There are nearly 100,000 patients on the transplant waiting list for a deceased donor kidney transplant in the United States, including more than 600 here at the University of Chicago Medicine. But each year only about 11,000 people receive transplants from a deceased donor. An additional 5700 individuals receive the gift of life from a living donor.
Deceased donor kidneys are a scarce resource, and the rules for allocating them to patients are fraught with ethical questions. For the past eight years, the United Network for Organ Sharing (UNOS), the non-profit organization that manages the organ transplant system with the United States government, has been trying to revise its system for allocating kidneys from deceased donors to improve efficiency fairly.
In June of 2013, they approved significant revisions to the allocation policy, intended to increase access for all groups of candidates while improving success rates for those receive transplants. The new rules are expected to go into effect mid-2014.
Yolanda Becker, MD, is the director of the kidney and pancreas program at the University of Chicago Medicine and serves on the board of directors for UNOS. I spoke to her recently about the changes to the allocation system, why they have been so controversial and how she thinks the new system will improve access for more patients in need of a kidney transplant.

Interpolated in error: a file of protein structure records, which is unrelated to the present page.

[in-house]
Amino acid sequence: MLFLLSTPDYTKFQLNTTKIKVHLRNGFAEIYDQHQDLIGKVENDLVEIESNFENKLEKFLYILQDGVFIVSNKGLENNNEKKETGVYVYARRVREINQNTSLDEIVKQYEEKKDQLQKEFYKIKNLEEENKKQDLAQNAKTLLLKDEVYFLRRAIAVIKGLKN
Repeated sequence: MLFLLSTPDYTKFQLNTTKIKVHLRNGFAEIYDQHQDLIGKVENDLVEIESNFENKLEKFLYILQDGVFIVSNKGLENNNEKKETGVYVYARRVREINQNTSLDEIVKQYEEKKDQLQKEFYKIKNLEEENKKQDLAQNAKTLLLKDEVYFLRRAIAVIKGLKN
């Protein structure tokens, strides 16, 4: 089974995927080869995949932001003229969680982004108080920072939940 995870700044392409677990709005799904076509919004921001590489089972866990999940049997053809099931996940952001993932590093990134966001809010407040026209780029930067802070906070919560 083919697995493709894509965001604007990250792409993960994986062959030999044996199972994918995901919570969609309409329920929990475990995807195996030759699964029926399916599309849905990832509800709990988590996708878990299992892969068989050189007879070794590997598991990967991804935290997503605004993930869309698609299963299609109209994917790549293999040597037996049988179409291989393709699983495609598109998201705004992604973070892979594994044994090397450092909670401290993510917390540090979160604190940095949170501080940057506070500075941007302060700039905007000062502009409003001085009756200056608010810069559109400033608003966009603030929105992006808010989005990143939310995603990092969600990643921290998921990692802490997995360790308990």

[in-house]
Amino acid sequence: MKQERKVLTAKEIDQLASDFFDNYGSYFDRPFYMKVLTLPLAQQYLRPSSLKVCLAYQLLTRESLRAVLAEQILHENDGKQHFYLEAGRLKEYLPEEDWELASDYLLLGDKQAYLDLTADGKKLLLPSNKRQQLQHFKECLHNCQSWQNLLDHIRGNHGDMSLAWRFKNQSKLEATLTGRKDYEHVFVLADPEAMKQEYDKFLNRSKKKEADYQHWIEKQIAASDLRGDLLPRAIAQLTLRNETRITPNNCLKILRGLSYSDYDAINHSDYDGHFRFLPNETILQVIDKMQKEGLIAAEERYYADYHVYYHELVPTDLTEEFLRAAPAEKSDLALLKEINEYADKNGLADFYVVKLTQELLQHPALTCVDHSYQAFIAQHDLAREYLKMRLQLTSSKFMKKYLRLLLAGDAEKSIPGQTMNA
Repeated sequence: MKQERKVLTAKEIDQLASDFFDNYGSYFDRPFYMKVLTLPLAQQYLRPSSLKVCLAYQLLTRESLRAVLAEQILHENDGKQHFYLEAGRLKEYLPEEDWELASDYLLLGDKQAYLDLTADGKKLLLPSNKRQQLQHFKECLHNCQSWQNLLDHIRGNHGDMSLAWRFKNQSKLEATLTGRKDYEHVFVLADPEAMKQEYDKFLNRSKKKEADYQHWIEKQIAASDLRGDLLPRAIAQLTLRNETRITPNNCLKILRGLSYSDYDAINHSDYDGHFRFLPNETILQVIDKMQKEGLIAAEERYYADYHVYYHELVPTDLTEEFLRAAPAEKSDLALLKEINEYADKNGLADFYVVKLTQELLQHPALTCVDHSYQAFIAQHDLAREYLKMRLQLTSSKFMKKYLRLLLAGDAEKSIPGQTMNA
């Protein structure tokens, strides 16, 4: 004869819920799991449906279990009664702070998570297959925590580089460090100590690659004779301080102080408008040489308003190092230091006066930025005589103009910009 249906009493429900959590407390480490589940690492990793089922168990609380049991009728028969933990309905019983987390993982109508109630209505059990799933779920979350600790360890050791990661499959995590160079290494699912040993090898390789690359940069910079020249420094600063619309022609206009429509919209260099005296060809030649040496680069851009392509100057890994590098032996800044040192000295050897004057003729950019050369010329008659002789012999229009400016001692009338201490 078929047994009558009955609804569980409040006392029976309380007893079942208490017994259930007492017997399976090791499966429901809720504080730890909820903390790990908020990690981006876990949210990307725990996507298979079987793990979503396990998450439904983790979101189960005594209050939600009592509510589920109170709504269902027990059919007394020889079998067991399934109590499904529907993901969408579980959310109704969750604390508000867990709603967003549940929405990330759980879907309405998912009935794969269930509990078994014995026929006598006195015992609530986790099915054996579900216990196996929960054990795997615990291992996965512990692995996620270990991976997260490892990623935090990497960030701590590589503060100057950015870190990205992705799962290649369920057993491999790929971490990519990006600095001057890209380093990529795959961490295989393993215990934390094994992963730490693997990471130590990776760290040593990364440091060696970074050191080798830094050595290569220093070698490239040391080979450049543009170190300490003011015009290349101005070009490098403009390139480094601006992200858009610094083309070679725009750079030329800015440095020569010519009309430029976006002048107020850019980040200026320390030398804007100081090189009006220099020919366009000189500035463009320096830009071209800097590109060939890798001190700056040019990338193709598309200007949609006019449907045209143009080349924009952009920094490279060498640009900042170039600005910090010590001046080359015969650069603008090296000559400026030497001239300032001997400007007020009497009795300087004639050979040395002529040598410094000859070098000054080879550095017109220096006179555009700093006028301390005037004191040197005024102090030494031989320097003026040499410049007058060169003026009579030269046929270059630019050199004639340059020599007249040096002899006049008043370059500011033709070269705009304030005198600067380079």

Why was there a need to overhaul the current allocation system?
The whole reason was that there were disparities with minorities and certain geographic areas. The new allocation system does not necessarily tackle geographic disparities, but really tried to diminish ethnic and minority disparities in access to transplant. Allocation is based upon a complex point system, and in the current system, the points started adding up when somebody got to the waiting list. So you could imagine, if you are a very savvy medical consumer, then you get to the waiting list a lot faster than those people who have less access to healthcare This was a clear disadvantage to some individuals.
How is the new system designed to fix this?
We basically reinvented the wheel. The new system gives the patient points based upon when they start dialysis. For instance, someone who has been on dialysis for 5 years comes to our center for evaluation for kidney transplant. In the old world he starts from point 0. In the new world he has 5 years, or five points, of waiting because he’s been on dialysis for 5 years. Continue Reading »